Tuesday, 18 March 2014

Integrating two new hens into a small flock

After the death of our second-in-command Scots Dumpy hen, we were down to three Australorps: Rosie, Queenie and Olive.  We decided to get two hens to replace her, as introducing just one hen without a companion would be very stressful and would make her an outsider and a victim for a very long time.

Before we went to collect two new bantam Australorps, we prepared the 'wee hoose' for our new arrivals.  This is a small guinea pig house from a pet store that we store flat packed into our shed.  We also set up a caged area within visual distance of our hen house.  I kitted it all out with clean bedding, a perch, waterer and feeder.  It rained a lot during the first week of the new hens being here so we also put some corrugated plastic sheeting over the cage to provide extra shelter.
the wee hoose

We left our two new girls in this wee hoose for a week.  The first night, our top hen Rosie was squawking and marching around the yard.  We think she was calling to the new girls to hurry up and come inside the big house, so sweet of her to be marshalling the troops before the impending dusk!  That only happened the first night, from then on the other three hens would come over and see the new girls whenever they wanted to, but unfortunately it rained a lot that week, so they only came over when we sprinkled the wheat seeds near the cage in the evenings.
the wee hoose with the big house in the background
I used this first week to get them used to feeding from my hand through the cage.  Bluebell was the more confident one and started taking meal worms from my hand on day two.  Sunny took about five days to get used to my hand coming into the caged area.  I used this opportunity to put coloured rings onto their legs.  Sunny's legs were too big for the yellow ring so she got an orange one instead.  Bluebell now has a blue ring.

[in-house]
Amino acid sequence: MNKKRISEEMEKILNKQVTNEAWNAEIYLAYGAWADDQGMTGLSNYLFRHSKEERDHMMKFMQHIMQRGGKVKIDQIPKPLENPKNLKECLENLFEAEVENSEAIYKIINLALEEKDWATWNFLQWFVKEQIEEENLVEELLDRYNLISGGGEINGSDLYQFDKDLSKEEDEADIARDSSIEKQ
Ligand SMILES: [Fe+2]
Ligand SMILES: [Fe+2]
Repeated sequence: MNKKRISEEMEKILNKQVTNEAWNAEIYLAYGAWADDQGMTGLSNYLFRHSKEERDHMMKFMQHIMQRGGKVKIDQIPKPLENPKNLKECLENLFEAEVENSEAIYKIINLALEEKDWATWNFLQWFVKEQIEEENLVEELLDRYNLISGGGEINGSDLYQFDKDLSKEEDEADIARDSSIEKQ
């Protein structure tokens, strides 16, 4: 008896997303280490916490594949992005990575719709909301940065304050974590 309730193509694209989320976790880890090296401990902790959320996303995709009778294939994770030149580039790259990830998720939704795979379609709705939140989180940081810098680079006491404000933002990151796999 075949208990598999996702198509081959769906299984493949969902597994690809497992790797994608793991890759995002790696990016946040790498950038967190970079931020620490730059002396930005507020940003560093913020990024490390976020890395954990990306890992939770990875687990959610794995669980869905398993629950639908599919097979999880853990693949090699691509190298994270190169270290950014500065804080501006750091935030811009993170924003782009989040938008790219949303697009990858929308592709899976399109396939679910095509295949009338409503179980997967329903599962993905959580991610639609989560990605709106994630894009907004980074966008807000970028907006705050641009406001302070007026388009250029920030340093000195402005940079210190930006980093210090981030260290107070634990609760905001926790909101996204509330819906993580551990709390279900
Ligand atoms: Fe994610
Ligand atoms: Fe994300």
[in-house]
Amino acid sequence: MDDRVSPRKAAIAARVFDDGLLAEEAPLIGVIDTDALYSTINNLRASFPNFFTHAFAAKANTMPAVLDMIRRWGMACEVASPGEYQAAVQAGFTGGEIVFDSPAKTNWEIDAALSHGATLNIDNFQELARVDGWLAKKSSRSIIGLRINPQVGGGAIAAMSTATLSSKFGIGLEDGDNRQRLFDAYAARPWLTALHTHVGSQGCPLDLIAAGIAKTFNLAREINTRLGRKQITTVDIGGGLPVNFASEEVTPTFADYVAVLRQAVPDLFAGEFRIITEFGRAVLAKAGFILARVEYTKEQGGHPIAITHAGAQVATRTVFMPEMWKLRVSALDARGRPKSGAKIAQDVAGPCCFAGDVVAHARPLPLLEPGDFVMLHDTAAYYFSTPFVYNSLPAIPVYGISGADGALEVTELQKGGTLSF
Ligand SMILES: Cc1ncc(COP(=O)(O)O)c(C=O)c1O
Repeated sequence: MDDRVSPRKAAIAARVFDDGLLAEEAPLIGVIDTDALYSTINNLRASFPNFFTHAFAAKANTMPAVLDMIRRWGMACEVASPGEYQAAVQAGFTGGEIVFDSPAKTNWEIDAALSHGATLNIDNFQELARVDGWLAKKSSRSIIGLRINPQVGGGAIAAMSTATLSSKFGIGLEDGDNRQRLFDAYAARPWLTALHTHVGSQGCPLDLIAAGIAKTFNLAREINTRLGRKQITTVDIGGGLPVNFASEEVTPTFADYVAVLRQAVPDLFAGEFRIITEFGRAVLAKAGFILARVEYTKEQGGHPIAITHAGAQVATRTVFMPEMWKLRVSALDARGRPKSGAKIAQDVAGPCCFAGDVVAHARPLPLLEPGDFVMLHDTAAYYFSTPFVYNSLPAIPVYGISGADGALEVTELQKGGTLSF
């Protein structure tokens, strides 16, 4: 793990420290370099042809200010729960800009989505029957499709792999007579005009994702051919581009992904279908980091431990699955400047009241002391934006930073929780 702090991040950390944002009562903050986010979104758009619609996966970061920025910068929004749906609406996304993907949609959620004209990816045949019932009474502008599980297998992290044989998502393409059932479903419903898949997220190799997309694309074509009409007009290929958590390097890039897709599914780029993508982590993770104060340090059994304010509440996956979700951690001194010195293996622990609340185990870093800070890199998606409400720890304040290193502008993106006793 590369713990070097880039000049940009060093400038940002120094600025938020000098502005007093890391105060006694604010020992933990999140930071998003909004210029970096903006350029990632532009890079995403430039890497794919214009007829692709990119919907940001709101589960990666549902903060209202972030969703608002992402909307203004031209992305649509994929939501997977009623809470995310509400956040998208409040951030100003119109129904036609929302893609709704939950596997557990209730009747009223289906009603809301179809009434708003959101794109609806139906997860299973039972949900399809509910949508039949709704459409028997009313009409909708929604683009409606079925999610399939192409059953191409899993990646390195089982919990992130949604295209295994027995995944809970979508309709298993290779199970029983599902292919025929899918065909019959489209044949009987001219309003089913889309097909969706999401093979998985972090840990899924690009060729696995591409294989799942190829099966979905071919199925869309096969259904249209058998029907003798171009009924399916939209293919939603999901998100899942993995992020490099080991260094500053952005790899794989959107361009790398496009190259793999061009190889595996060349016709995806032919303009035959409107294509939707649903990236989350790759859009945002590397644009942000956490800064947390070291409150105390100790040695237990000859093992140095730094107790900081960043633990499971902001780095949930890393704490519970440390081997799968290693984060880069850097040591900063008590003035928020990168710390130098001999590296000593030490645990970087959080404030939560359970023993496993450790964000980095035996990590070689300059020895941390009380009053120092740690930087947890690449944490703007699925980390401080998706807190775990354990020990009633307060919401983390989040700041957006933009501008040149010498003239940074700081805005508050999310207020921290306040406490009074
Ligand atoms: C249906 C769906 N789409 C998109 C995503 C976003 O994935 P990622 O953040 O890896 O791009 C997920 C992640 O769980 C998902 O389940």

Sunny on the left and Bluebell on the right

After that first week, we then opened up the cage and let the new hens come out into the garden with adult supervision for a couple of afternoons.  This was really to watch out for any potential violent behaviour from our three established hens.  Once we could see that our older girls are really only interested in seeing the two new young girls off, and chasing them away, so that they can be by themselves, we then let them have free wander of the garden all day with the others.  We always leave the cage open though in case they need to retreat.  The new girls were laying eggs happily inside the wee hoose too.  But every night they have tottled back to the wee hoose to sleep and have only shown curiosity in the big house when the other three are far away.
L-R: Olive, Queenie and Rosie, staying far away up the other end of the garden
After one week of cage living then one week of integrated daytime, I decided it was time to start introducing them to the big house for sleeping.  Once it was dark I went out and scooped up one hen and placed her on the perch in the big house, followed quickly by collecting the other one.  On the second night I collected one hen and when I turned around Sunny was heading over to me, not wanting to be parted from her friend.  So I herded her into the run at the bottom of the big house and locked her in.  She made her way up the ramp and I closed the pop door, then reached in and settled her onto the perch.  On the third night I herded them both into the run area and they went up the ramp themselves.  And at last, from then on they went to bed with the older ladies every night.
I still need to reach in and put Sunny up on the perch sometimes, but this could be because they've gone to bed and it is still light enough for the others to see her.  Sunny is at the bottom of the pecking order and so possibly they are making her wary so she stays on the floor of the house.

All in all, 2 and a half weeks later and my hens are a flock of 3 and 2 and just sometimes a flock of 5.

Here is a little video of them, demonstrating that the three older hens chase the two new, younger hens away.
video